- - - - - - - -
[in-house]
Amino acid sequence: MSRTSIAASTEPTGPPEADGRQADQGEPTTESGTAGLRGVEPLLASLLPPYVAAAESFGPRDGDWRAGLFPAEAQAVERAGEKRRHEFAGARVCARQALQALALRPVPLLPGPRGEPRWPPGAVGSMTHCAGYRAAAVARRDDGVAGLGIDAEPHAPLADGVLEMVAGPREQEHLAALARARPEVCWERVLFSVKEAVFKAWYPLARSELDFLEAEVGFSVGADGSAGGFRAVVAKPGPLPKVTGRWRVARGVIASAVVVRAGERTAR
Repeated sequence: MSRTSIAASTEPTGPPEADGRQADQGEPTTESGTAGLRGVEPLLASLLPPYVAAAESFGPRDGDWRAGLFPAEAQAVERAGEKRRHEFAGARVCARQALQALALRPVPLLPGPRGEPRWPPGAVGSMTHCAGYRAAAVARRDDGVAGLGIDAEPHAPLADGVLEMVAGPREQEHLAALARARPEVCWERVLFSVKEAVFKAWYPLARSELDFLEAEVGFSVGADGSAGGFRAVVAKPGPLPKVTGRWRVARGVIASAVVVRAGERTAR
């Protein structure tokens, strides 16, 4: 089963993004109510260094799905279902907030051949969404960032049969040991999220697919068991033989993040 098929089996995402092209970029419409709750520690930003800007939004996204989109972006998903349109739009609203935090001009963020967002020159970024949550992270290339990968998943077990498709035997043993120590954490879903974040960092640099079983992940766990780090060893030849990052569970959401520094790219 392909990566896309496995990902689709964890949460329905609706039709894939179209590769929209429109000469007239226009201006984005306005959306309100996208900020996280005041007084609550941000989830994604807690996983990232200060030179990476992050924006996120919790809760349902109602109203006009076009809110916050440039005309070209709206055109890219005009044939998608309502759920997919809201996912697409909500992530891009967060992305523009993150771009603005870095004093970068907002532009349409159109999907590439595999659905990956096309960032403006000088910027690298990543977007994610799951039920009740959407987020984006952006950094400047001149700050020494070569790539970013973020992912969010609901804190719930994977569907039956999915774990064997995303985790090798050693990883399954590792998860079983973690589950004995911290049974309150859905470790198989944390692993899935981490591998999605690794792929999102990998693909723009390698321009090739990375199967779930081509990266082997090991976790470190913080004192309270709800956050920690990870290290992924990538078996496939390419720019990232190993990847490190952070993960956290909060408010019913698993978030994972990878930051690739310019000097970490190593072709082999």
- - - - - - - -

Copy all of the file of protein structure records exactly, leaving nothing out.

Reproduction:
[in-house]
Amino acid sequence: MSRTSIAASTEPTGPPEADGRQADQGEPTTESGTAGLRGVEPLLASLLPPYVAAAESFGPRDGDWRAGLFPAEAQAVERAGEKRRHEFAGARVCARQALQALALRPVPLLPGPRGEPRWPPGAVGSMTHCAGYRAAAVARRDDGVAGLGIDAEPHAPLADGVLEMVAGPREQEHLAALARARPEVCWERVLFSVKEAVFKAWYPLARSELDFLEAEVGFSVGADGSAGGFRAVVAKPGPLPKVTGRWRVARGVIASAVVVRAGERTAR
Repeated sequence: MSRTSIAASTEPTGPPEADGRQADQGEPTTESGTAGLRGVEPLLASLLPPYVAAAESFGPRDGDWRAGLFPAEAQAVERAGEKRRHEFAGARVCARQALQALALRPVPLLPGPRGEPRWPPGAVGSMTHCAGYRAAAVARRDDGVAGLGIDAEPHAPLADGVLEMVAGPREQEHLAALARARPEVCWERVLFSVKEAVFKAWYPLARSELDFLEAEVGFSVGADGSAGGFRAVVAKPGPLPKVTGRWRVARGVIASAVVVRAGERTAR
């Protein structure tokens, strides 16, 4: 089963993004109510260094799905279902907030051949969404960032049969040991999220697919068991033989993040 098929089996995402092209970029419409709750520690930003800007939004996204989109972006998903349109739009609203935090001009963020967002020159970024949550992270290339990968998943077990498709035997043993120590954490879903974040960092640099079983992940766990780090060893030849990052569970959401520094790219 392909990566896309496995990902689709964890949460329905609706039709894939179209590769929209429109000469007239226009201006984005306005959306309100996208900020996280005041007084609550941000989830994604807690996983990232200060030179990476992050924006996120919790809760349902109602109203006009076009809110916050440039005309070209709206055109890219005009044939998608309502759920997919809201996912697409909500992530891009967060992305523009993150771009603005870095004093970068907002532009349409159109999907590439595999659905990956096309960032403006000088910027690298990543977007994610799951039920009740959407987020984006952006950094400047001149700050020494070569790539970013973020992912969010609901804190719930994977569907039956999915774990064997995303985790090798050693990883399954590792998860079983973690589950004995911290049974309150859905470790198989944390692993899935981490591998999605690794792929999102990998693909723009390698321009090739990375199967779930081509990266082997090991976790470190913080004192309270709800956050920690990870290290992924990538078996496939390419720019990232190993990847490190952070993960956290909060408010019913698993978030994972990878930051690739310019000097970490190593072709082999």